20. #20
    Cyburbian Tide's avatar
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    Quote Originally posted by Bear Up North
    Numbers are in millions.....

    Los Angeles 4.87
    Long Beach 3.76
    New York City 3.16
    Charlestown SC 1.42
    Savannah, GA 1.29
    Norfolk 1.21
    Oakland 1.20
    Houston 1.10
    Seattle 1.05
    Tacoma .94

    The list suprised me. I knew that LA/Long Beach would be high. But I thought Seattle and Norfolk would be much higher. I never-ever suspected that Charlestown and Savannah would even be on the list.
    Seattle and Tacoma could easily be combined for a total of 1.99 Mil. The two cities are within an hour of each other and there is really no separtation between the two urban areas.

    I also believe the NYC number is the total Port Authority of NY/NJ (NYC, Newark, Elizabeth etc etc.)

  21. #21
    Cyburbian michaelskis's avatar
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    Quote Originally posted by BKM
    But why do you assume this is true and sustainable? Why do you assume an American engineer, 5,000 miles from the manufacturing and all the suppliers, will be able to compete with a Chinese or Indian engineer who is right there, tied directly into the whole network of suppliers and local manufacturing expertise? Especially when said Chinese or Indian engineer earns $15,000 per year? And, when Chinese conglomerates are steadily buying up old, decaying American "brand names." The only thing really propping this idea up is that the United States is/was the world's biggest consumer market/trend setter. Increasingly, this is no longer true (the Japanese, for example, get the best electronics well before we do. And, you notice that there are no more American consumer electronics engineers outside of a few computer companies and specialized firms). In the future, China will drive the consumer markets. What ideas will be generateed in the United States other than military weapons and ways to repackage debt?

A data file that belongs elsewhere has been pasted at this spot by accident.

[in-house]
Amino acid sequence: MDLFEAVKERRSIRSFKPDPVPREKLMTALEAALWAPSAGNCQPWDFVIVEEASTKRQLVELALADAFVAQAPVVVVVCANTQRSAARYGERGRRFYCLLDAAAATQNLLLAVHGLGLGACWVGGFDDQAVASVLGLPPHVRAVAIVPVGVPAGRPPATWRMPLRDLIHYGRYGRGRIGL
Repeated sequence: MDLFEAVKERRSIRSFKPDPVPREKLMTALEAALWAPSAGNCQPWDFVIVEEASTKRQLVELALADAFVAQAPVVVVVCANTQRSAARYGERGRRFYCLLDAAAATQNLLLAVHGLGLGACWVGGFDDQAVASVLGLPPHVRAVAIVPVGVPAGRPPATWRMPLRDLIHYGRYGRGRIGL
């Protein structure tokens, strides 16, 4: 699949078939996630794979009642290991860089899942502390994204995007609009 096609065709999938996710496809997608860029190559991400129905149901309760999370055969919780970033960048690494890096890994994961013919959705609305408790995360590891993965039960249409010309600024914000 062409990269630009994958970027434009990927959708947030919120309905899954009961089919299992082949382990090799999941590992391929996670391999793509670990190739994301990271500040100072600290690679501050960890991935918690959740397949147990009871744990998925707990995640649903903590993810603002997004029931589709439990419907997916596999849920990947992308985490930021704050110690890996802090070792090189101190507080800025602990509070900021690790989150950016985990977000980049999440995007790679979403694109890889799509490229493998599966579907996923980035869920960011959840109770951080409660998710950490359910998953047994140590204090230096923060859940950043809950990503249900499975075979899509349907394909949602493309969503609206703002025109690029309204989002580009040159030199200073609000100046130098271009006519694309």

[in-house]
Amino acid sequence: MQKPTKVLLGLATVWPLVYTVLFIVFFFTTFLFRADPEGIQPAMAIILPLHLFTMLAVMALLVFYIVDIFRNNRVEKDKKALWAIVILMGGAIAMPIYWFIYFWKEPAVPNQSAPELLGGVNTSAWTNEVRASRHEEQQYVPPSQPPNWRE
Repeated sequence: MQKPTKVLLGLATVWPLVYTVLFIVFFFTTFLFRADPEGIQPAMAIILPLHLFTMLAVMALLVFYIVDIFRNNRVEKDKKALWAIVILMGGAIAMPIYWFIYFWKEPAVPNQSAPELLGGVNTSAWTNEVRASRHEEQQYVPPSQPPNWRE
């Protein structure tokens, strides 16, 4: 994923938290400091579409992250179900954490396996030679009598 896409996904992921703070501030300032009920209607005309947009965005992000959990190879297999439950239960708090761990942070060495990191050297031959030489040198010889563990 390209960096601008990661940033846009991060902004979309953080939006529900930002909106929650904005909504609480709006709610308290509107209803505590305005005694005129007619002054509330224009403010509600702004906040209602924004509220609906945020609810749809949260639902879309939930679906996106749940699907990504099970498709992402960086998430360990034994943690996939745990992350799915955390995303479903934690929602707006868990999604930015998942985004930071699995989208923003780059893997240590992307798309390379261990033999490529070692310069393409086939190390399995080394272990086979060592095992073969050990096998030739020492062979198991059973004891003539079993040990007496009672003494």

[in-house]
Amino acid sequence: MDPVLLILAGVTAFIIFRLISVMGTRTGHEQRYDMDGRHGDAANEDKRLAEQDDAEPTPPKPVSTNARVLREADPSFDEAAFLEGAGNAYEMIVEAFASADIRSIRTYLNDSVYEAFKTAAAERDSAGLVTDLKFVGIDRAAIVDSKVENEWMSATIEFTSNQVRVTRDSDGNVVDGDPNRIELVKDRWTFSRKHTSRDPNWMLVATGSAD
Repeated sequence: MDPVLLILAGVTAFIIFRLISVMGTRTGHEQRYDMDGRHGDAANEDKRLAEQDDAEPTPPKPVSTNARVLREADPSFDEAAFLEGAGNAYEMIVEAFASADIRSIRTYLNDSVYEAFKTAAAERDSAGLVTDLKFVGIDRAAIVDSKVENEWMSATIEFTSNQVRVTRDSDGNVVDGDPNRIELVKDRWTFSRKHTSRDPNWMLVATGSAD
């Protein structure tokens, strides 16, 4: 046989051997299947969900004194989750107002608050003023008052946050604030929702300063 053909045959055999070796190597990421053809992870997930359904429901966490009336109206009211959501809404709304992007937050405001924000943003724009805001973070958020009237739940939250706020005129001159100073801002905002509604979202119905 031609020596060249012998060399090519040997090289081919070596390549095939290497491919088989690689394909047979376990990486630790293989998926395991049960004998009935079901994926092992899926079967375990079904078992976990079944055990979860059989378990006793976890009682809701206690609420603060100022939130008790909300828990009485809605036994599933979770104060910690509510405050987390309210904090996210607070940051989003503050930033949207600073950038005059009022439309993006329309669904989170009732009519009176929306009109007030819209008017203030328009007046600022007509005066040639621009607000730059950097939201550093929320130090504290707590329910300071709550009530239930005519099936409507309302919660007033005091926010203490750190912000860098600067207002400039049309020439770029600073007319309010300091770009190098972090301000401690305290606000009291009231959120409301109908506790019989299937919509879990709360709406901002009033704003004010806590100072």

Why is it that mass numbers of immigrants are coming to the United States to work in Technology, Information, Medical, and Technical Sector jobs from Asian and Middle Eastern countries? The City of New York lost population in American Born Citizens over the past 15years, but the massive amounts of Immigrants coming to the US more than made up for the loss resulting in a net gain. The great majority of them were educated in these types of jobs because they realize that they can make more here than overseas.

    Many companies are looking else where for cheep labor and moving their manufacturing pants over seas, while many companies from overseas (including many foreign auto makers) are moving their tech, research, and design plants to the US.

    The US is in the process of changing from country that employees repeated physical activity jobs to a country that employees varying mental activity jobs.